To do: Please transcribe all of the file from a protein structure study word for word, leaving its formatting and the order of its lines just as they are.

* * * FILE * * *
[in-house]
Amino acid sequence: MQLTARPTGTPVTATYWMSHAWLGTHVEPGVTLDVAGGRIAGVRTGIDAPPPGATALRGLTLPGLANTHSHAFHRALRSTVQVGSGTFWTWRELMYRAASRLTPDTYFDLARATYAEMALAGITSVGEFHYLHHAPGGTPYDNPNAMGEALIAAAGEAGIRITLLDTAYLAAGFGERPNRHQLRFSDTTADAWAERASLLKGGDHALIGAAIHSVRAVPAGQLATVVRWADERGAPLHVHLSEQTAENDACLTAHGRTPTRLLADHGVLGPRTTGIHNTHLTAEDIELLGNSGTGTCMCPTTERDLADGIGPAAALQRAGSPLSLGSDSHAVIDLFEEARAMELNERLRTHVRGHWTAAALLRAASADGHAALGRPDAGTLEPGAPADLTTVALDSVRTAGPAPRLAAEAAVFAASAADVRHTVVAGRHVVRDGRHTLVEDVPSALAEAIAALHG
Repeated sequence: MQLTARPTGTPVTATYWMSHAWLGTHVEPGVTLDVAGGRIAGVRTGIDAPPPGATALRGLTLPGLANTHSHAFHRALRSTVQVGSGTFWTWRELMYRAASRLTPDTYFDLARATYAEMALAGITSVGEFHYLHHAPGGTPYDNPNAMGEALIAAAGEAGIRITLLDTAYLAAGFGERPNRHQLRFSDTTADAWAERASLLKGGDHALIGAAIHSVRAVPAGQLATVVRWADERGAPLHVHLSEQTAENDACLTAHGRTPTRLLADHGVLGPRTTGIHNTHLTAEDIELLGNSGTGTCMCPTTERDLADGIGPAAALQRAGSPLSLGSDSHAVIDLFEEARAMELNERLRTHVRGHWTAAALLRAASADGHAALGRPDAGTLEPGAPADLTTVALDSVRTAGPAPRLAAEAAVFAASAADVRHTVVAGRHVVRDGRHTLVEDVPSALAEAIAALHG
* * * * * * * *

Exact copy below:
[in-house]
Amino acid sequence: MQLTARPTGTPVTATYWMSHAWLGTHVEPGVTLDVAGGRIAGVRTGIDAPPPGATALRGLTLPGLANTHSHAFHRALRSTVQVGSGTFWTWRELMYRAASRLTPDTYFDLARATYAEMALAGITSVGEFHYLHHAPGGTPYDNPNAMGEALIAAAGEAGIRITLLDTAYLAAGFGERPNRHQLRFSDTTADAWAERASLLKGGDHALIGAAIHSVRAVPAGQLATVVRWADERGAPLHVHLSEQTAENDACLTAHGRTPTRLLADHGVLGPRTTGIHNTHLTAEDIELLGNSGTGTCMCPTTERDLADGIGPAAALQRAGSPLSLGSDSHAVIDLFEEARAMELNERLRTHVRGHWTAAALLRAASADGHAALGRPDAGTLEPGAPADLTTVALDSVRTAGPAPRLAAEAAVFAASAADVRHTVVAGRHVVRDGRHTLVEDVPSALAEAIAALHG
Repeated sequence: MQLTARPTGTPVTATYWMSHAWLGTHVEPGVTLDVAGGRIAGVRTGIDAPPPGATALRGLTLPGLANTHSHAFHRALRSTVQVGSGTFWTWRELMYRAASRLTPDTYFDLARATYAEMALAGITSVGEFHYLHHAPGGTPYDNPNAMGEALIAAAGEAGIRITLLDTAYLAAGFGERPNRHQLRFSDTTADAWAERASLLKGGDHALIGAAIHSVRAVPAGQLATVVRWADERGAPLHVHLSEQTAENDACLTAHGRTPTRLLADHGVLGPRTTGIHNTHLTAEDIELLGNSGTGTCMCPTTERDLADGIGPAAALQRAGSPLSLGSDSHAVIDLFEEARAMELNERLRTHVRGHWTAAALLRAASADGHAALGRPDAGTLEPGAPADLTTVALDSVRTAGPAPRLAAEAAVFAASAADVRHTVVAGRHVVRDGRHTLVEDVPSALAEAIAALHG